Help us reach our goal of teaching 500 drivers in 50 days how to drive a manual! There’s nothing like driving a stick shift – feeling the gears change, connecting with the car and the road – and we’re on a mission to get more people experiencing that excitement. It all starts on National Sti...

Once upon a time .... Charleroi had many attractions .... And having 4 on-going theaters .... Was something that brought...
07/15/2021

Once upon a time ....
Charleroi had many attractions ....
And having 4 on-going theaters ....
Was something that brought in many ....
Among other such things that people ....
Gave time, money brought their families to ....
Back when, once upon a time ....
For more on Charleroi's theaters, go here: http://cinematreasures.org/theaters/16377

Once upon a time ....
Charleroi had many attractions ....
And having 4 on-going theaters ....
Was something that brought in many ....
Among other such things that people ....
Gave time, money brought their families to ....
Back when, once upon a time ....
For more on Charleroi's theaters, go here: http://cinematreasures.org/theaters/16377

Spencer's Garage in current day ....
07/15/2021

Spencer's Garage in current day ....

Spencer's Garage in current day ....

click on pic for more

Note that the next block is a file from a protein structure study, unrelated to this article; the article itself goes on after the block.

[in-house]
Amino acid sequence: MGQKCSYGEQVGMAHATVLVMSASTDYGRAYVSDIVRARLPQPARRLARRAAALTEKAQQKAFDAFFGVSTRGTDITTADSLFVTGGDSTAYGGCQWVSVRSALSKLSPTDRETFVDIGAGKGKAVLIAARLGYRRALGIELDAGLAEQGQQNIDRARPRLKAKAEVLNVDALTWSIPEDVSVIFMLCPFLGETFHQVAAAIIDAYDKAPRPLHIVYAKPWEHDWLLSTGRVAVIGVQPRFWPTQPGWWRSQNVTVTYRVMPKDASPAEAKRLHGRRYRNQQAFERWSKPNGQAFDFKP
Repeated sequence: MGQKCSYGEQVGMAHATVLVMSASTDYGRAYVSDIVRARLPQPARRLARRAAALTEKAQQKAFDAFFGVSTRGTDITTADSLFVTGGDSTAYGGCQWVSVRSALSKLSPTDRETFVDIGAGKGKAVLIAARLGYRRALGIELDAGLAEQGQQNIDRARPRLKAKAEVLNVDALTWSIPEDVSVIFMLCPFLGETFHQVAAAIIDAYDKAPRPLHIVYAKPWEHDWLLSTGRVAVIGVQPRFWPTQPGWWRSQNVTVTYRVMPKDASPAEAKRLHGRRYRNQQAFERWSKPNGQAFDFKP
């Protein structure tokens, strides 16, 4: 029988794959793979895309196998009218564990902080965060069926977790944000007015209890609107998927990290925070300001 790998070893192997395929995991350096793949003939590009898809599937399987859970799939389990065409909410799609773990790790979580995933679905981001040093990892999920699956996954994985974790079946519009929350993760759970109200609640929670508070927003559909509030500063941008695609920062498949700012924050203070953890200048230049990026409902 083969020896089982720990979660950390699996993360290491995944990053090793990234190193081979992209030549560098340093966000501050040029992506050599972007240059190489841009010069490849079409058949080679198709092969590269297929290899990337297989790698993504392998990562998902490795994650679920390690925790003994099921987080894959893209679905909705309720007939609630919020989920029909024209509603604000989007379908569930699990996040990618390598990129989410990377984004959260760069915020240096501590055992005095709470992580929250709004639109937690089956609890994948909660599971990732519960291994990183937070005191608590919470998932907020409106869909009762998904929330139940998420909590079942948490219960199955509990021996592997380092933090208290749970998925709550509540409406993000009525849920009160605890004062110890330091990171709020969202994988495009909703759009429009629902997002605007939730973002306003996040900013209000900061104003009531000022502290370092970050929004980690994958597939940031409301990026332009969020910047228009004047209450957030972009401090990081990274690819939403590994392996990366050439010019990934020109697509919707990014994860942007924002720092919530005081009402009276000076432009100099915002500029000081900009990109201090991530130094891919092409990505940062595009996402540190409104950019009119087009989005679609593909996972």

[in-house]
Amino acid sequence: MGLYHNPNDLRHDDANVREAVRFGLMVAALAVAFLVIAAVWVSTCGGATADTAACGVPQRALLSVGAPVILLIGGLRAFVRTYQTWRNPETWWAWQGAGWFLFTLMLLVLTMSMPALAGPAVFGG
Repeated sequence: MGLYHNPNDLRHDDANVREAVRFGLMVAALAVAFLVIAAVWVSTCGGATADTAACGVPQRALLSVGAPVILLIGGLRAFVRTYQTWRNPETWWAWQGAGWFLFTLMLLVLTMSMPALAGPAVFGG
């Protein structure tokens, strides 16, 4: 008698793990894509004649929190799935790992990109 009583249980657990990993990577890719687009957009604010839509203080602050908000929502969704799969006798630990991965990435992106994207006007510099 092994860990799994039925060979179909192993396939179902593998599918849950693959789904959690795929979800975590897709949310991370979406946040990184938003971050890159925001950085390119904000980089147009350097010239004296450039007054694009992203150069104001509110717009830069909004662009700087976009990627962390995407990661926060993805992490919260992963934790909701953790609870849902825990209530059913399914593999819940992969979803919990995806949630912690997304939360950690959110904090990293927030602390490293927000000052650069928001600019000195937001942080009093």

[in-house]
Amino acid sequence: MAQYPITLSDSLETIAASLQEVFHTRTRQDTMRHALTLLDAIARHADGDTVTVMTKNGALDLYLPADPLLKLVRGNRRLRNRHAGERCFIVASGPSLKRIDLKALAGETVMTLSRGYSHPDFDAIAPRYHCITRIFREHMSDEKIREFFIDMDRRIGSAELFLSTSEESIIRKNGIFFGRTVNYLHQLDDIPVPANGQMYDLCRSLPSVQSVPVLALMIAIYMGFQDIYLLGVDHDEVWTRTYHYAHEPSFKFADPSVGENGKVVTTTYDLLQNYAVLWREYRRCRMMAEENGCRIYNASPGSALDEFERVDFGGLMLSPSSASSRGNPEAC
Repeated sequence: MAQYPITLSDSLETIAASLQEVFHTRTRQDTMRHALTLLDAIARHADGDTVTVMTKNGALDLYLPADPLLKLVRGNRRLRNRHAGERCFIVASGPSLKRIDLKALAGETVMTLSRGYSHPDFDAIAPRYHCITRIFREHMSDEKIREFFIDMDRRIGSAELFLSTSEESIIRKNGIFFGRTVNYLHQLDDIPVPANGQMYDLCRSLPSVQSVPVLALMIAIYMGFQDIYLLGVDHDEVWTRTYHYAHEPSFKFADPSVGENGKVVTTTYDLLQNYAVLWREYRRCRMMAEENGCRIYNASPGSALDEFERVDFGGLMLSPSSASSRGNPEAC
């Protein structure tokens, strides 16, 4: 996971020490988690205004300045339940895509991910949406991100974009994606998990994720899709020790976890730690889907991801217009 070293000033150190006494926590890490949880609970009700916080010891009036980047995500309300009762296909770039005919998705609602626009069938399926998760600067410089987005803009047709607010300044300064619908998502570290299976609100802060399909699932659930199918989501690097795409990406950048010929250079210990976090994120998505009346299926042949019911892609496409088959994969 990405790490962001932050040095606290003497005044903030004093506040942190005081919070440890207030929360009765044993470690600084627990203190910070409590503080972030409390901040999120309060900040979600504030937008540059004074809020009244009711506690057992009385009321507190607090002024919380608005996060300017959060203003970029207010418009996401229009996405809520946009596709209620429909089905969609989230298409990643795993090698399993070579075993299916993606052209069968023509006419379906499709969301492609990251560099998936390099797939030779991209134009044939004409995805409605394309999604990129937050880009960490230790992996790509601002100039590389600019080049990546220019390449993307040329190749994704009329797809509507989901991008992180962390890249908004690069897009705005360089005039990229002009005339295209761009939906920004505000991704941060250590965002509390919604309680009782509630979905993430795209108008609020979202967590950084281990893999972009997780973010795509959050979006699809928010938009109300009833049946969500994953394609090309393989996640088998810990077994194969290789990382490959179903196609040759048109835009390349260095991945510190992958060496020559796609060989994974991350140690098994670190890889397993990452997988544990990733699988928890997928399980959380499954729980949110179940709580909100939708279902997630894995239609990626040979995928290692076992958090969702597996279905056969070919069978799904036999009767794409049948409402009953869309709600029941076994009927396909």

07/14/2021

click on pic for more

07/14/2021

Pasta e Fagioli is back! Limited time

Once sat at the corner of 3rd and Fallowfield .... view taken from sitting on 3rd St. looking across Fallowfield Ave. to...
07/14/2021

Once sat at the corner of 3rd and Fallowfield .... view taken from sitting on 3rd St. looking across Fallowfield Ave. toward the East.

Once sat at the corner of 3rd and Fallowfield .... view taken from sitting on 3rd St. looking across Fallowfield Ave. toward the East.

07/14/2021

The Rehoboth Cemetery & Rehoboth Presbyterian Church; located at Belle Vernon, PA in Fayette County. This photograph courtesy of Jeffrey A. Stunja, for On The Road in Pennsylvania , July 13th, 2021. I hope you Enjoy! :) :) :)

Pleasant to see .... As you're walking along .... Green things a-growing .... And well-cared-for landscaping .... And al...
07/13/2021

Pleasant to see ....
As you're walking along ....
Green things a-growing ....
And well-cared-for landscaping ....
And also green mown lawns!
Thanks for the share!

Pleasant to see ....
As you're walking along ....
Green things a-growing ....
And well-cared-for landscaping ....
And also green mown lawns!